Newspaper article Pittsburgh Post-Gazette (Pittsburgh, PA)

Very Little Work Results in These Life Lessons

Newspaper article Pittsburgh Post-Gazette (Pittsburgh, PA)

Very Little Work Results in These Life Lessons

Article excerpt

If there's a contest for making the most stupid remark this political season, we may have a winner. That would be Hilary Rosen, the Democratic pundit who observed that Ann Romney, a mother of five, "never worked a day in her life."

Because everybody knows that a mother's work is never done, Ms. Rosen's remark went over like a squadron of concrete balloons. While it was a clumsy attempt to mock Mrs. Romney, my own reaction was different. I took it as a character recommendation.

I don't begrudge Mrs. Romney at all. While other little boys grew up wanting to be firefighters or pilots, I just wanted never to work a day in my life. The best I could do was to go into journalism, where the heavy lifting isn't much (although I did get a paper cut once).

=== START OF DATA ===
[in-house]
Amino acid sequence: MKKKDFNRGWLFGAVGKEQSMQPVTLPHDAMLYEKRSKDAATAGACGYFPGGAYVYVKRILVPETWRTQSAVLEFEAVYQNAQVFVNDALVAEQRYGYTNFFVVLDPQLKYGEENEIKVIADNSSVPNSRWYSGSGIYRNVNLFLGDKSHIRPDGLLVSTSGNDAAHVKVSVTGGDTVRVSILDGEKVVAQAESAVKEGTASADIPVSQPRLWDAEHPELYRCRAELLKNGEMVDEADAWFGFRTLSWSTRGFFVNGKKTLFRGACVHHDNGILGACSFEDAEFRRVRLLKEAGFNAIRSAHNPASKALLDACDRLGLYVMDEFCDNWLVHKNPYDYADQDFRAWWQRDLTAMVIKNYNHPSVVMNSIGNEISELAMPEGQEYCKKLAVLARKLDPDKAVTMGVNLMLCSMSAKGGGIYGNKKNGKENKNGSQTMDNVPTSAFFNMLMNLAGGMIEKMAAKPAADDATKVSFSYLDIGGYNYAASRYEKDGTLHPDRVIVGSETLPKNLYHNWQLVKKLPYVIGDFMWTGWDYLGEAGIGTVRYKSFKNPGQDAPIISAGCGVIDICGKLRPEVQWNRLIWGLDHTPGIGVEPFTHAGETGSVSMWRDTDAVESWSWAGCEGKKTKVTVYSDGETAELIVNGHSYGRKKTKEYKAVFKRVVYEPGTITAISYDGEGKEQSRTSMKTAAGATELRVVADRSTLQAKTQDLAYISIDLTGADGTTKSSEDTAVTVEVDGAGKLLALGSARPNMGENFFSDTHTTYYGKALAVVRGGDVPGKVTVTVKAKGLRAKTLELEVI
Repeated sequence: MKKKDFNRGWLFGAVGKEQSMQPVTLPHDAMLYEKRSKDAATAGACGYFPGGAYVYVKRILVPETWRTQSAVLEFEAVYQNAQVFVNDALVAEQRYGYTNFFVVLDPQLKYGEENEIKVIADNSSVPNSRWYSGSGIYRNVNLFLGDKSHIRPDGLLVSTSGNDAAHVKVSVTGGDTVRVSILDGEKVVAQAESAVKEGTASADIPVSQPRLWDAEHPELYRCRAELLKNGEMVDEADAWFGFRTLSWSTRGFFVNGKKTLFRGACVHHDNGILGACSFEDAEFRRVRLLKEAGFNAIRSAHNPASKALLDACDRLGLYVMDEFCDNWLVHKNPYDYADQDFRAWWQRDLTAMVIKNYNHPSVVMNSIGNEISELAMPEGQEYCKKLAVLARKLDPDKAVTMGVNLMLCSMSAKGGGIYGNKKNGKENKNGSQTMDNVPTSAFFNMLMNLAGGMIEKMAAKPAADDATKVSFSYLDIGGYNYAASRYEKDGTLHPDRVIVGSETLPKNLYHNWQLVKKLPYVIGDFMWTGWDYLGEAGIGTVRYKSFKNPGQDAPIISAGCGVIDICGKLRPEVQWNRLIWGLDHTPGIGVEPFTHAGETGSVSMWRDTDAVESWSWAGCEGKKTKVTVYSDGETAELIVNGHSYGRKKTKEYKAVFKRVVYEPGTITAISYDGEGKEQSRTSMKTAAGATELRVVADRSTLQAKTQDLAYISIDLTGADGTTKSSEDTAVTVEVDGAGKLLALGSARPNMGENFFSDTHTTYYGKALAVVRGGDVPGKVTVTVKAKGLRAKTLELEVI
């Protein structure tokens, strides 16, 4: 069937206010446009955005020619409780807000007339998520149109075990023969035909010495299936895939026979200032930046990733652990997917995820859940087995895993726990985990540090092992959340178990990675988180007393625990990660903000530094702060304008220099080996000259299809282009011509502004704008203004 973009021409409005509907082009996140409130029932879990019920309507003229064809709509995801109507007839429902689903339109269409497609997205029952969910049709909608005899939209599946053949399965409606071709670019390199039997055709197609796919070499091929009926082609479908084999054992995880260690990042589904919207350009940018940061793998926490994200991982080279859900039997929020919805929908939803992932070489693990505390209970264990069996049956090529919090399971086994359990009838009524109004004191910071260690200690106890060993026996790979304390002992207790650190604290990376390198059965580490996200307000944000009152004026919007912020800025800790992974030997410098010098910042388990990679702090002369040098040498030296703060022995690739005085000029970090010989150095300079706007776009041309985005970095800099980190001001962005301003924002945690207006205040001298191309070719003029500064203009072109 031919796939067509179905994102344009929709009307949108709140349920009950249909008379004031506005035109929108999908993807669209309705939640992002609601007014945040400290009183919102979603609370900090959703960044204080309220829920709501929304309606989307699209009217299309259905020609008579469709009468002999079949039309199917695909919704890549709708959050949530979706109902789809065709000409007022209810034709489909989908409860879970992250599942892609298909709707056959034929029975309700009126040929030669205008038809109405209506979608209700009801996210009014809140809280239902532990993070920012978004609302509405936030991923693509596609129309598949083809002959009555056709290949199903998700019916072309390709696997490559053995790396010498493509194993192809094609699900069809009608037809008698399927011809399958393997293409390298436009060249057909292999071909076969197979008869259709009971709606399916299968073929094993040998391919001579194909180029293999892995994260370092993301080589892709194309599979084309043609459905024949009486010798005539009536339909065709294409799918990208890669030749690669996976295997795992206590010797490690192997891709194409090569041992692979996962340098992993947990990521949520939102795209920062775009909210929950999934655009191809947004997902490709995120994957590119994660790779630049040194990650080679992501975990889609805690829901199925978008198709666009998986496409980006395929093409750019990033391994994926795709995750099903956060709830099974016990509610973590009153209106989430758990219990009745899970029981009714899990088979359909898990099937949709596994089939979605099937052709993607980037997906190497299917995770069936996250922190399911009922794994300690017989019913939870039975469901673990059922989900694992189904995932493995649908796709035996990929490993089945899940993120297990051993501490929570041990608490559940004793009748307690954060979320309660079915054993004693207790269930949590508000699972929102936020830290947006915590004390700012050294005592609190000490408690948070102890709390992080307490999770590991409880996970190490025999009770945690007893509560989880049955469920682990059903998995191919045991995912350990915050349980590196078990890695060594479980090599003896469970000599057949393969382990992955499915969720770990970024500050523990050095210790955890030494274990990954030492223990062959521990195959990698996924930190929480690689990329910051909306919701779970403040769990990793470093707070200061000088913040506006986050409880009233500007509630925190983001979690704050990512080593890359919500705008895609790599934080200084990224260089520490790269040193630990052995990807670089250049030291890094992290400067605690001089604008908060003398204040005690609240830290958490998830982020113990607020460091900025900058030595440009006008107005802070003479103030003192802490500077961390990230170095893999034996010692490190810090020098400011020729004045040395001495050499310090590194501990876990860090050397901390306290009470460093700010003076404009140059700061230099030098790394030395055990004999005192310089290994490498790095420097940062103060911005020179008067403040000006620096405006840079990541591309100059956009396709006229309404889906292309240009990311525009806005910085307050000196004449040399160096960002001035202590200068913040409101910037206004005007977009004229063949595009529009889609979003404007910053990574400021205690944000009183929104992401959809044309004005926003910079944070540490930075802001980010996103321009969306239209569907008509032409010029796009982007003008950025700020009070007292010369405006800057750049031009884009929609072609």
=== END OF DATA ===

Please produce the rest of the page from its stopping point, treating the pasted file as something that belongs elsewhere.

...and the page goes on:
Besides, work is work, a tedious business in all its variety. There's the work of the conventional world -- the sort that gave rise to the expression "Work is the curse of the drinking man" -- and there's the work of the parent, looking after children and helping strap the dog to the roof of the family car. It is arrogant to suggest one is superior to the other.

Indeed, having been more than 40 years in the newspaper industry - - tote that sentence, pull that adjective -- I have sometimes wondered whether I might have done better had I truly never worked a day in my life, say as a member of Congress or as a civil servant in a government department. But this conjecture raises a larger question beyond politics.

What are a person's signature achievements that add up to a well- rounded life? Is work in a conventional workplace a prerequisite for wisdom and understanding? Here's my own observations drawn from years of experience in being alive, albeit sometimes with a comatose look from having attended too many office meetings:

* Everybody should go to college. Young people should stay up to all hours of the night in dorm rooms and argue absurd political and philosophical points with fellow students, the better to get absurdity out of their systems. A failure to do this can lead to an addiction to talk radio in later years.

Only in college can young minds immerse themselves in reading the great poets and writers, understanding history, studying the world of science, and later, just for a break, learning to play Beer Pong. …

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